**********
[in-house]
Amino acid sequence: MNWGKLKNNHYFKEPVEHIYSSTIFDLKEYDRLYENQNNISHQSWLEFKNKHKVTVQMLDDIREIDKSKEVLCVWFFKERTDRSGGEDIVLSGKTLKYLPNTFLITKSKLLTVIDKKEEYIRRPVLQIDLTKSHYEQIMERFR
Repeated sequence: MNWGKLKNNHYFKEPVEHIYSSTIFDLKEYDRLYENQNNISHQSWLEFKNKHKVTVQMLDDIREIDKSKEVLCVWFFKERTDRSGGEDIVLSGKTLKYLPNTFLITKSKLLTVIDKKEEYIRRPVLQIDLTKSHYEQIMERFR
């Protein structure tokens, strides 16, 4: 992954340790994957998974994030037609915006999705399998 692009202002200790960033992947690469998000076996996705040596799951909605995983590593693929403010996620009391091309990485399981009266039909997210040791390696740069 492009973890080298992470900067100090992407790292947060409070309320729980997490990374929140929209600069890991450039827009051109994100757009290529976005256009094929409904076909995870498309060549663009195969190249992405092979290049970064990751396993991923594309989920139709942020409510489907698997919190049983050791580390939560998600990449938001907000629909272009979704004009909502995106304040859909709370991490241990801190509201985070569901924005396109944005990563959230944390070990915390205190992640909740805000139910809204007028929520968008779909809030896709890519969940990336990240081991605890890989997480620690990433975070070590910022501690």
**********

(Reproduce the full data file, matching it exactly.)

[in-house]
Amino acid sequence: MNWGKLKNNHYFKEPVEHIYSSTIFDLKEYDRLYENQNNISHQSWLEFKNKHKVTVQMLDDIREIDKSKEVLCVWFFKERTDRSGGEDIVLSGKTLKYLPNTFLITKSKLLTVIDKKEEYIRRPVLQIDLTKSHYEQIMERFR
Repeated sequence: MNWGKLKNNHYFKEPVEHIYSSTIFDLKEYDRLYENQNNISHQSWLEFKNKHKVTVQMLDDIREIDKSKEVLCVWFFKERTDRSGGEDIVLSGKTLKYLPNTFLITKSKLLTVIDKKEEYIRRPVLQIDLTKSHYEQIMERFR
């Protein structure tokens, strides 16, 4: 992954340790994957998974994030037609915006999705399998 692009202002200790960033992947690469998000076996996705040596799951909605995983590593693929403010996620009391091309990485399981009266039909997210040791390696740069 492009973890080298992470900067100090992407790292947060409070309320729980997490990374929140929209600069890991450039827009051109994100757009290529976005256009094929409904076909995870498309060549663009195969190249992405092979290049970064990751396993991923594309989920139709942020409510489907698997919190049983050791580390939560998600990449938001907000629909272009979704004009909502995106304040859909709370991490241990801190509201985070569901924005396109944005990563959230944390070990915390205190992640909740805000139910809204007028929520968008779909809030896709890519969940990336990240081991605890890989997480620690990433975070070590910022501690």